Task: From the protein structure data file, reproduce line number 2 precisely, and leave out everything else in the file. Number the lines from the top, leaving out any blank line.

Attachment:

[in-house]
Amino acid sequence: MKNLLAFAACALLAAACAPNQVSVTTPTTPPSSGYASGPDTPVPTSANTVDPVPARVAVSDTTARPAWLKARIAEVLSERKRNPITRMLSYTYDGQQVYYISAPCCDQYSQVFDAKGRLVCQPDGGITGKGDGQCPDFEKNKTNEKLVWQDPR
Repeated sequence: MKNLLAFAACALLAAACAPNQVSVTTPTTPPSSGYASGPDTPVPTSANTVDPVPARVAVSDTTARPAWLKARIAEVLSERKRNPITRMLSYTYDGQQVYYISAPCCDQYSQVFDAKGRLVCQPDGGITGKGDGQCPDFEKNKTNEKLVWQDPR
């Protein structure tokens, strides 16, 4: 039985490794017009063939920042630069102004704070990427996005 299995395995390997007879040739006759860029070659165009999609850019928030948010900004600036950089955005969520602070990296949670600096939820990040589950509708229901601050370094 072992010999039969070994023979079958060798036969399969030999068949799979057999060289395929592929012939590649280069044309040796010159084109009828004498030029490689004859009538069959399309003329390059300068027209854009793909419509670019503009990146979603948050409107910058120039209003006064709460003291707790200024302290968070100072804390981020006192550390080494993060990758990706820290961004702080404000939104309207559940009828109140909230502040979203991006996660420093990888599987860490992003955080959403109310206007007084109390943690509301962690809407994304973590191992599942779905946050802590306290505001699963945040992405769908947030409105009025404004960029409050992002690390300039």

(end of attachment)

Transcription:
Amino acid sequence: MKNLLAFAACALLAAACAPNQVSVTTPTTPPSSGYASGPDTPVPTSANTVDPVPARVAVSDTTARPAWLKARIAEVLSERKRNPITRMLSYTYDGQQVYYISAPCCDQYSQVFDAKGRLVCQPDGGITGKGDGQCPDFEKNKTNEKLVWQDPR